Perhaps the best lesson of books is not to venerate them -- or at least never to hold them in higher esteem than our own faculties, our own experience, our own peers, our own dialogues.

Here's a handy rule of thumb: life is too short to waste it on discussions with folks who don't recognize that Cicero, Locke and Bacon outrank their own peers.

Posted by Orrin Judd at June 27, 2004 5:07 PM

Well, except for Rigoberta Menchu.

Posted by: Peter B at June 27, 2004 5:58 PM

Not many books are read after a few hundred years.

Assuming everybody here has read Locke (I read parts in college, but only parts), what other English books of the 17th century has anyone read?

Not many, I bet.

The idea that only the ancients knew anything was what secularism overthrew. Otherwise, we'd still be writing with goose quills.

Posted by: Harry Eagar at June 27, 2004 7:42 PM

King James Bible, Shakespeare, Hobbes, Milton, Pilgrim's Progress...

Nothing written after 1800 has been necessary.

Posted by: oj at June 27, 2004 7:49 PM

Shakespeare wrote in the 16th century.

Posted by: Robert Duquette at June 27, 2004 8:20 PM

Necessary for what?

Posted by: Robert Duquette at June 27, 2004 8:22 PM

Nothing written after 1800 has been necessary.

Why do you keep writing?

Posted by: PKN at June 27, 2004 9:03 PM

PKN: I imagine "fun" is involved.

Harry: Yeah, Lord knows the printing press was an Enlightenment invention. And steel! Shall I go on?

Posted by: Chris at June 27, 2004 9:08 PM

And the better rule of thumb is, never listen to a danged word Emerson wrote or said in his entire life.

Posted by: Chris at June 27, 2004 9:20 PM

oj - I also recommend Robert Burton's Anatomy of Melancholy (1631); and the works of Richard Baxter, the great Puritan (1615-1691).

Posted by: pj at June 27, 2004 10:25 PM


To point that out.

Posted by: oj at June 27, 2004 11:19 PM

Some post-1800 writers that OJ considers "unnecessary":

Orwell, Twain, Austen, Tolstoy, Kipling

Posted by: Brandon at June 27, 2004 11:31 PM


All they do is remind a forgetful people that we'd figured it all out by 1800. No sensible person needs Orwell to tell them that the 20th Century was a mistake.

Posted by: oj at June 27, 2004 11:48 PM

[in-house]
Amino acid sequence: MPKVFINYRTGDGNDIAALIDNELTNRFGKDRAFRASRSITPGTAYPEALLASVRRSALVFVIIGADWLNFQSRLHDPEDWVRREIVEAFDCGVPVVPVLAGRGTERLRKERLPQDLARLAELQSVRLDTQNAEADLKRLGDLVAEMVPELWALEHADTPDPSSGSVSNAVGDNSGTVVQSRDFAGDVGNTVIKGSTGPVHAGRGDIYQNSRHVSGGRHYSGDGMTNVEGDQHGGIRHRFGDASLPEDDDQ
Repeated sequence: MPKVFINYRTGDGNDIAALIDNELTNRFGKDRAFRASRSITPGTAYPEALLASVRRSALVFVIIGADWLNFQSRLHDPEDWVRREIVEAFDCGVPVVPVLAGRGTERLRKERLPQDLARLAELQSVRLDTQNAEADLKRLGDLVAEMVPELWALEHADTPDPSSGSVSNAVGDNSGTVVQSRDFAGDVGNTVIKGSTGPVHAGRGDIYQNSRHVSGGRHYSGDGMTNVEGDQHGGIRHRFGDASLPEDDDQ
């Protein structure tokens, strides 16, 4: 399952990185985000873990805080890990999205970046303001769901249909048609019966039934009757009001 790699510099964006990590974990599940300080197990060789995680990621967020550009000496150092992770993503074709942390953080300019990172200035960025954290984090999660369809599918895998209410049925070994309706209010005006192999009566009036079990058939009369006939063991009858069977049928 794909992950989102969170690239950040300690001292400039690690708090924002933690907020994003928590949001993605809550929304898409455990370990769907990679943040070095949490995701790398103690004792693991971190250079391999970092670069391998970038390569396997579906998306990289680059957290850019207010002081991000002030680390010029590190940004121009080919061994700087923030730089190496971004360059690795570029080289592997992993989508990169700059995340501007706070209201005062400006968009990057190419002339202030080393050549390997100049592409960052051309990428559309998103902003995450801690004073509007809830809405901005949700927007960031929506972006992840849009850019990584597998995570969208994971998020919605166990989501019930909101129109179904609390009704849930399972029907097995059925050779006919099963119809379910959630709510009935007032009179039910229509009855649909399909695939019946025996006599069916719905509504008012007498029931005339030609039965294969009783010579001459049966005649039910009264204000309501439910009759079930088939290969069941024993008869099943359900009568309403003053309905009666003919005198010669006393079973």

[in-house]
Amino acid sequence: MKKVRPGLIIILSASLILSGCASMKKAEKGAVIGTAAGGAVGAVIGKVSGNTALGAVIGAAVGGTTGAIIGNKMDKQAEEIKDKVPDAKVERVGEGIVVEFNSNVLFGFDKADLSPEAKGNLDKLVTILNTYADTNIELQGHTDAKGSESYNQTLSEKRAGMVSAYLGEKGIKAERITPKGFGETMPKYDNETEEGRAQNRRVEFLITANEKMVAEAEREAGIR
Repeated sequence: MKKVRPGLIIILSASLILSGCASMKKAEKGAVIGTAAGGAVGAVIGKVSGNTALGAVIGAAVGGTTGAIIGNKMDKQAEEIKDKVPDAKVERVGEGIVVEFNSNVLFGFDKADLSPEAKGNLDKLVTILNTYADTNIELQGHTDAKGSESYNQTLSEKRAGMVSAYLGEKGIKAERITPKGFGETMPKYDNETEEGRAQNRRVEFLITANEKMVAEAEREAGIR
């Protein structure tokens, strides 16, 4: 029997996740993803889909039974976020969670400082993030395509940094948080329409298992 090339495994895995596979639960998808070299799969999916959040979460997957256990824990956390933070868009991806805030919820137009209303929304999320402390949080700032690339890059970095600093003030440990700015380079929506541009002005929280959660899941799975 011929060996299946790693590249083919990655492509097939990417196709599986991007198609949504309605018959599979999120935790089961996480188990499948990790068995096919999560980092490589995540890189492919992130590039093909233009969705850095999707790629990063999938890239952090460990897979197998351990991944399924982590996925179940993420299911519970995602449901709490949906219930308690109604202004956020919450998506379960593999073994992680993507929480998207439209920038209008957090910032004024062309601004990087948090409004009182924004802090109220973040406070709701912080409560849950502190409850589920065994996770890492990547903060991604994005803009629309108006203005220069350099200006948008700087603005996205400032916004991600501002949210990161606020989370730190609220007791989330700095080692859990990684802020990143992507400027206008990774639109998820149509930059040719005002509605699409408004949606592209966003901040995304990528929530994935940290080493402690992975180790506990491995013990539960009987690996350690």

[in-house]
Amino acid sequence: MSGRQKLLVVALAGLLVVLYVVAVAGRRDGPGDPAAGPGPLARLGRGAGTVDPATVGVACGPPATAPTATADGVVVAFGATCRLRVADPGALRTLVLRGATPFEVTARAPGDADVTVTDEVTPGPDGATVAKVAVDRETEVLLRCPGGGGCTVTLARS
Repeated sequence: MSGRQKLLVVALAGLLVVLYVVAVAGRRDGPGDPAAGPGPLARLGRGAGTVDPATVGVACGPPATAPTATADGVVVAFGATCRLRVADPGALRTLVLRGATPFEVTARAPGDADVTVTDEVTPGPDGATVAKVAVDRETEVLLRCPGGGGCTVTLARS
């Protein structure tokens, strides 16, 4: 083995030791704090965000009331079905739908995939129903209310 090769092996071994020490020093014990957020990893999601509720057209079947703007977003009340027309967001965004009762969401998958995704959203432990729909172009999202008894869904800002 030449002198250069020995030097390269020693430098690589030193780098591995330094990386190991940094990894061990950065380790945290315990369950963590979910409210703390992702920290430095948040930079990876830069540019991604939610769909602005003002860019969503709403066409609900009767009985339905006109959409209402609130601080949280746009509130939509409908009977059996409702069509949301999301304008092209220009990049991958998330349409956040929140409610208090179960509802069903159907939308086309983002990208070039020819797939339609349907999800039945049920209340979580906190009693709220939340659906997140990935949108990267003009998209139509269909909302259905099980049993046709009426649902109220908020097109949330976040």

Brandon: Austen started writing before 1800.

Posted by: Chris at June 28, 2004 7:41 AM

Does fiction count?

Posted by: Bartman at June 28, 2004 8:40 AM


It's not necessary.

Posted by: oj at June 28, 2004 9:00 AM

What about MacMillan's "Baseball Encyclopedia". Not quite as important as oxygen, but close.

Posted by: Jeff at June 28, 2004 10:39 AM

Tolstoy, Dostoevsky, Waugh, Wodehouse?

Posted by: J.K. at June 28, 2004 1:54 PM


Posted by: oj at June 28, 2004 2:42 PM


And Enjoy.


Posted by: Mike at June 28, 2004 3:20 PM

C.S. Lewis and G.K. Chesterton

Posted by: Gideon at June 28, 2004 4:18 PM

Shakespeare wrote 'The Tempest' in about 1611, so that counts.

There are some other 17th c. English books that could be -- and should be -- read for pleasure and profit, but nobody does. 'Compleat Angler.' Dampier's 'Voyages.' And, I hope because I'm saving it for my declining years, Clarendon.

Posted by: Harry Eagar at June 28, 2004 7:51 PM

Effectively refuting your own point.

Posted by: oj at June 28, 2004 8:15 PM

So why are Shakespeare, Milton, Pilgrim's Progress or the King James Bible necessary? Why are any books necessary, for that matter? Necessary for what?

Posted by: Robert Duquette at June 28, 2004 10:23 PM


It was necessary to figure out how to arrange human affairs: once you have the Bible, Adam Smith, and the Founding you've got the religious, economic and political spheres explained and the rest is just reminding folks what was figured out by 1800.

Posted by: oj at June 28, 2004 11:31 PM